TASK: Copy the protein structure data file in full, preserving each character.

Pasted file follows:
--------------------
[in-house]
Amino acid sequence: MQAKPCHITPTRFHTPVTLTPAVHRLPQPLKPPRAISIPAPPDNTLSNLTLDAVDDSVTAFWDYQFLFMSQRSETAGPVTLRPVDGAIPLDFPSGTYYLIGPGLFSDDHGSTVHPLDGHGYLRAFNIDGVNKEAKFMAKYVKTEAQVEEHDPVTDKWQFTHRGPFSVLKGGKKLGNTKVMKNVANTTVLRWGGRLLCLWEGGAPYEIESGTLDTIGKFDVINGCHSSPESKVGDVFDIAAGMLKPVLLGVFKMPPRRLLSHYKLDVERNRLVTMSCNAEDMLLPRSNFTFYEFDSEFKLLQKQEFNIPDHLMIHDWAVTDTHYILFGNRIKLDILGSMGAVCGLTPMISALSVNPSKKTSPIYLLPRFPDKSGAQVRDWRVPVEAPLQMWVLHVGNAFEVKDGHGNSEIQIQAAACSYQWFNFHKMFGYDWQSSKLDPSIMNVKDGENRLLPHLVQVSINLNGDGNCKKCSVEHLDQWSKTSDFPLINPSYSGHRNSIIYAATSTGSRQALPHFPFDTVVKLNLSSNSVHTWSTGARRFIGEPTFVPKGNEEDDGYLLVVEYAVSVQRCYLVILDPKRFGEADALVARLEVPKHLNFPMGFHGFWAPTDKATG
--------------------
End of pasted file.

[in-house]
Amino acid sequence: MQAKPCHITPTRFHTPVTLTPAVHRLPQPLKPPRAISIPAPPDNTLSNLTLDAVDDSVTAFWDYQFLFMSQRSETAGPVTLRPVDGAIPLDFPSGTYYLIGPGLFSDDHGSTVHPLDGHGYLRAFNIDGVNKEAKFMAKYVKTEAQVEEHDPVTDKWQFTHRGPFSVLKGGKKLGNTKVMKNVANTTVLRWGGRLLCLWEGGAPYEIESGTLDTIGKFDVINGCHSSPESKVGDVFDIAAGMLKPVLLGVFKMPPRRLLSHYKLDVERNRLVTMSCNAEDMLLPRSNFTFYEFDSEFKLLQKQEFNIPDHLMIHDWAVTDTHYILFGNRIKLDILGSMGAVCGLTPMISALSVNPSKKTSPIYLLPRFPDKSGAQVRDWRVPVEAPLQMWVLHVGNAFEVKDGHGNSEIQIQAAACSYQWFNFHKMFGYDWQSSKLDPSIMNVKDGENRLLPHLVQVSINLNGDGNCKKCSVEHLDQWSKTSDFPLINPSYSGHRNSIIYAATSTGSRQALPHFPFDTVVKLNLSSNSVHTWSTGARRFIGEPTFVPKGNEEDDGYLLVVEYAVSVQRCYLVILDPKRFGEADALVARLEVPKHLNFPMGFHGFWAPTDKATG